Many students are faced with the challenge of staying healthy on a college campus, a struggle that often involves weight gain, stress and loss of sleep — but by taking advantage of on-campus resources, students can put their health woes behind them.
According to a 2005 national health survey, 3 in 10 college students are overweight or obese. Students are cramming for tests, rushing to their next class, grabbing high calorie snacks and drinks, often ending up a part of this statistic. SF State offers services and programs covering student health needs from psychological support to nutritional guidance to exercise classes.
According to Aimée Williams, lead health educator from SF State student health services, the general formula for staying healthy can be organized into four categories: nutrition, exercise, sleep and stress. Each of these things is dependent on and intertwined with the others.
“Finding a balance is very important,” said Williams, adding that a diet filled with variety is the trick to maintaining a healthy weight and to feeling good. “Make sure you’re getting vegetables and fruits into your diet and don’t eat pizza every night at 3 a.m.”
A common pitfall for students and their nutrition is alcohol intake. Williams encourages students to always eat something if they are drinking, but to also remain mindful of the calories and sugar they are consuming through alcoholic drinks.
Katy Yukawa, a nursing major, said nutrition plays a huge role in her success.
“In the past year I have revamped and tightened up my eating habits and the benefits I have seen are enormous,” said Yukawa, 20. “I feel great, I have more energy, and it makes me feel good knowing that I am putting clean foods in my body. Being a busy student isn’t an excuse for being unhealthy; treat your body right.”
Students can find more, free nutritional guidance on-campus through Peer Educators Advocating Campus Health’s nutrition program, which trains student volunteers to provide nutritional guidance to their peers in the student health center. Upon an appointment students can learn how to make healthy choices with a PEACH assistant.
According to the President’s Council on Fitness, Sports & Nutrition, less than five percent of adults participate in 30 minutes of physical activity each day and only one in three adults receive the recommended amount of physical activity each week.
It’s recommended by the Centers for Disease Control and Prevention that adults get a minimum of two hours and 30 minutes of moderate-intensity aerobic activity every week and muscle-strengthening activities on two or more days a week that work all major muscle groups. Williams recommends that students get in their recommended exercise by taking advantage of the beautiful outdoors that surrounds them in San Francisco.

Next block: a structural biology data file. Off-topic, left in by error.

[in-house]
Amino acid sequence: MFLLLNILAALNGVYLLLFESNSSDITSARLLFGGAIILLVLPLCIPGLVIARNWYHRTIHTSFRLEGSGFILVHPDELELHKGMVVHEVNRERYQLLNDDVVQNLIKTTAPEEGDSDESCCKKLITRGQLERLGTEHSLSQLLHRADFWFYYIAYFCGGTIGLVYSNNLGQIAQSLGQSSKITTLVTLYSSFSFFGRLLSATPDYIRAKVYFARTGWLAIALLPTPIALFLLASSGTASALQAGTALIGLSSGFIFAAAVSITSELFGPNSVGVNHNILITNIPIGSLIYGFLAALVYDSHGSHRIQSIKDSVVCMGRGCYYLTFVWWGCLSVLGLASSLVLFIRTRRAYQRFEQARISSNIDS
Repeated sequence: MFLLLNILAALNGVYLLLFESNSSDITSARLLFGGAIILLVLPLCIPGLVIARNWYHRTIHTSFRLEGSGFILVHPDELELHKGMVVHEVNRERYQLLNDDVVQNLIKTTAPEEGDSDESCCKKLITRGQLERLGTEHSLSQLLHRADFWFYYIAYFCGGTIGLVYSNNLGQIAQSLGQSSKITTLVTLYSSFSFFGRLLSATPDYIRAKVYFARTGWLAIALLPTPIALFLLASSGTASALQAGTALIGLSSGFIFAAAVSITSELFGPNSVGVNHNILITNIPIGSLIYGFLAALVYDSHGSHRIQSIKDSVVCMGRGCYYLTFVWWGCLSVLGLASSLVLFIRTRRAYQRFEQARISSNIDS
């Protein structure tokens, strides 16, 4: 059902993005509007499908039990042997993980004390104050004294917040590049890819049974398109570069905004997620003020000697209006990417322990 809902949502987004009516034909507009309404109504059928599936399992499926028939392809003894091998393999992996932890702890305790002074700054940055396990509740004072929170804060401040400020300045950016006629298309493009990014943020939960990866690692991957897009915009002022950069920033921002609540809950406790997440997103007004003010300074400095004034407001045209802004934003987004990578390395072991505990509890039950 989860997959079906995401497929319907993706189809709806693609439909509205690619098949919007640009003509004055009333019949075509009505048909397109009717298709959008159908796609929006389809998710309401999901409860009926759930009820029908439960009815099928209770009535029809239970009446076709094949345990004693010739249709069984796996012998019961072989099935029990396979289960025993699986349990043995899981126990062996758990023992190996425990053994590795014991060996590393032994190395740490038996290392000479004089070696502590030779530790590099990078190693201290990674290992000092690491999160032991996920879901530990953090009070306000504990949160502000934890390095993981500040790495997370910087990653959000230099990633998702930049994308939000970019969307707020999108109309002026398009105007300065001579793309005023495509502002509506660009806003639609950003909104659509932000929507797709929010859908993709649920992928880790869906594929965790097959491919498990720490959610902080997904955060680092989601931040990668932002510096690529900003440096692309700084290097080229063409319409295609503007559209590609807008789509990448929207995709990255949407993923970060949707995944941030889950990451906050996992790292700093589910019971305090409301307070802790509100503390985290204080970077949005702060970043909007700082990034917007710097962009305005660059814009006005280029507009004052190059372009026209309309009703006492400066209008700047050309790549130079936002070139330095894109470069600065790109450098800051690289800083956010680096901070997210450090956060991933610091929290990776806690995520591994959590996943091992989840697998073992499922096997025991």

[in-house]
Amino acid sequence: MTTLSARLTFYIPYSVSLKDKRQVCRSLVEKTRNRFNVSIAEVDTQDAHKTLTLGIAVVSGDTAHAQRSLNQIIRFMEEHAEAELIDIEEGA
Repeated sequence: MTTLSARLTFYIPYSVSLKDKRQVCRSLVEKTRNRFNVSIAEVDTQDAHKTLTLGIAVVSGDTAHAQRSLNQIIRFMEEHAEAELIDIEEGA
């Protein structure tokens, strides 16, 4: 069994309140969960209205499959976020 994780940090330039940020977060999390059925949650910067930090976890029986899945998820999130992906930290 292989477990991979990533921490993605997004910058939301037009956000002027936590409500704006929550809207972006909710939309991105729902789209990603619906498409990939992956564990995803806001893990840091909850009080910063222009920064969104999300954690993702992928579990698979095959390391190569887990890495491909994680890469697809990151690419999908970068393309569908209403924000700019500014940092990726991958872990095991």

“Find something that you can do each day,” said Williams. “In between classes go walk around campus; take one or two flights of stairs instead of taking the elevator; take the longer route to class and walk up that extra hill; just find ways to incorporate exercise each day.”
The campus gymnasium and pool are open to all students with a valid ID card; fitness classes are frequently offered on campus through Group X Fitness and Campus Recreation, with options like Vinyasa Yoga Flow, Turbo Kick and Zumba. Students can find other exercise outlets through the SF State intramural sports programs, with sports like soccer, volleyball, and flag football.
The Center for Disease Control and Prevention recommends that adults get between seven to nine hours of sleep each night — a number that many college students never come close to. Kana Thompson, 20, nursing major, said that the importance of sleep should not be discounted, as it is the bedrock for many other health related issues.
“When students don’t get enough sleep, our grades slip and we certainly don’t feel like exercising,” Thompson said.
Not getting enough sleep can be directly linked to weight gain and a higher level of stress. According to Williams, “When you’re tired, you’re more likely to drink caffeinated beverages, which have a lot of sugar in them.” All of which can lead to the packing on of a few extra pounds.
According to Stress & The College Student, more than 30 percent of all college freshman report feeling overwhelmed and 38 percent of college women report feeling frequently overwhelmed.
There are many free counseling and psychological services on SF State’s campus that are available to students in need. Students can find an array of support programs and counselors through the Counseling and Psychological Services Center on campus.
“You have all these people who are wanting to help you and see you succeed,” said Williams. “If you ask, someone will be waiting to help you.”